"John was a winner in so many ways, but mostly in his ability to connect with others," she wrote. "His appreciation of others ran so deep that it was the core of who John was."
Gagliardi began his coaching career in 1949 and spent six decades (1953-2012) at Division III Saint John's University in Minnesota. He retired with a record of 489-138-11 and surpassed Eddie Robinson for the career wins record in 2003, piling up four national titles at Saint John's along the way.
Saint John's president Michael Hemesath offered condolences to Gagliardi's wife, Peggy, as well as his family, friends and former players.
Saint John's athletic director Bob Alpers said "there will never be another John" in a statement and that the school is "forever grateful for his contributions."
Gagliardi used an unconventional coaching style that included no tackling in practice or lengthy calisthenics. No whistles or wind sprints. There were no team captains, either, unless you count the honor shared by the seniors. He insisted that his players just call him John, not Coach, at a school that doesn't offer scholarships.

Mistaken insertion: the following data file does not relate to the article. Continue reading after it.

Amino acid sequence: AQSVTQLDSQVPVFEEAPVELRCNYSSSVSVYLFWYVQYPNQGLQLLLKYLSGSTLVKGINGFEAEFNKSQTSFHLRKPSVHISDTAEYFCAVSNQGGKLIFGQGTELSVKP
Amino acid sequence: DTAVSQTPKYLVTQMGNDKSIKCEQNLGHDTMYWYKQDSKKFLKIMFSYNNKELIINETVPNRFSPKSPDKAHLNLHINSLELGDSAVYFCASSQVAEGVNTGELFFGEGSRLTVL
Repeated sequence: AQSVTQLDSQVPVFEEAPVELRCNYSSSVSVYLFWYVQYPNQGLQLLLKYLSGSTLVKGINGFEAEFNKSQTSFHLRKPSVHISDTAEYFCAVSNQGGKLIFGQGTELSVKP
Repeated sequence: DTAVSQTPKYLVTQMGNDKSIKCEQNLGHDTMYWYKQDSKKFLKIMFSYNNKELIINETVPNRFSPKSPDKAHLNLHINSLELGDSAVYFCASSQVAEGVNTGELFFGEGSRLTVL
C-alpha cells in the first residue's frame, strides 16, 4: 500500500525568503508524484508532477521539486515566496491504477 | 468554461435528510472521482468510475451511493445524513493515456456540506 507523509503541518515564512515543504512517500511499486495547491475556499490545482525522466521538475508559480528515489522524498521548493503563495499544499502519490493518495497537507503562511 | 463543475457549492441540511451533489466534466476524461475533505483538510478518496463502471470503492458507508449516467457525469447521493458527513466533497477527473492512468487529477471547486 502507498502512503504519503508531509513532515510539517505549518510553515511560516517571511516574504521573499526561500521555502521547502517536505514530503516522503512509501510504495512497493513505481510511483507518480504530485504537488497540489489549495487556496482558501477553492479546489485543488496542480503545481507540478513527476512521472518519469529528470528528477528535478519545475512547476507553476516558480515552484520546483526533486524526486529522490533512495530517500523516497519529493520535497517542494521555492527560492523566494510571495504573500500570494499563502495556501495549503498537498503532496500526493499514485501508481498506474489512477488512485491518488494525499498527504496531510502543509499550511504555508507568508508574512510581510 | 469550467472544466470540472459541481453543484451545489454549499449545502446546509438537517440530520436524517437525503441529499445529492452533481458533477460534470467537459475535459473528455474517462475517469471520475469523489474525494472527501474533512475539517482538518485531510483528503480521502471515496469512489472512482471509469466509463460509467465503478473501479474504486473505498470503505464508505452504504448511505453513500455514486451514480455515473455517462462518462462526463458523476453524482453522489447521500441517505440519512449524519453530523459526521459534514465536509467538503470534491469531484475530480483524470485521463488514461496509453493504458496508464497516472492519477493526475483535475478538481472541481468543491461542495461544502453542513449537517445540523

"John also felt great pride in his own children and his 3,000 football players," his daughter wrote. "John honestly believed every one of his players were wonderful and he spoke often about how proud he was of them all. Not just how well they played football, but the things that mattered most to John: being hard working, successful, good men.
"When asked if he ever had a player he didn't like, he'd say, 'No, for some reason St John's only draws great guys. They were great kids, all of them. From great families. I was lucky to be around them every day. They made me look good.' And when he talked about their successes he'd say, 'I don't think there's a single one who hasn't gone on to do great things in whatever field they chose.'"
He was inducted into the College Football Hall of Fame in 2006. Since 1993, Division III's outstanding player of the year has taken home the Gagliardi Trophy.
"In honor of John, today make an effort to do what was effortless for John: Compliment your spouse many, many times today; listen intently to others; and 'Be interested, not interesting.' See the best in others," Gina Gagliardi Benson wrote.
Information from The Associated Press was used in this report.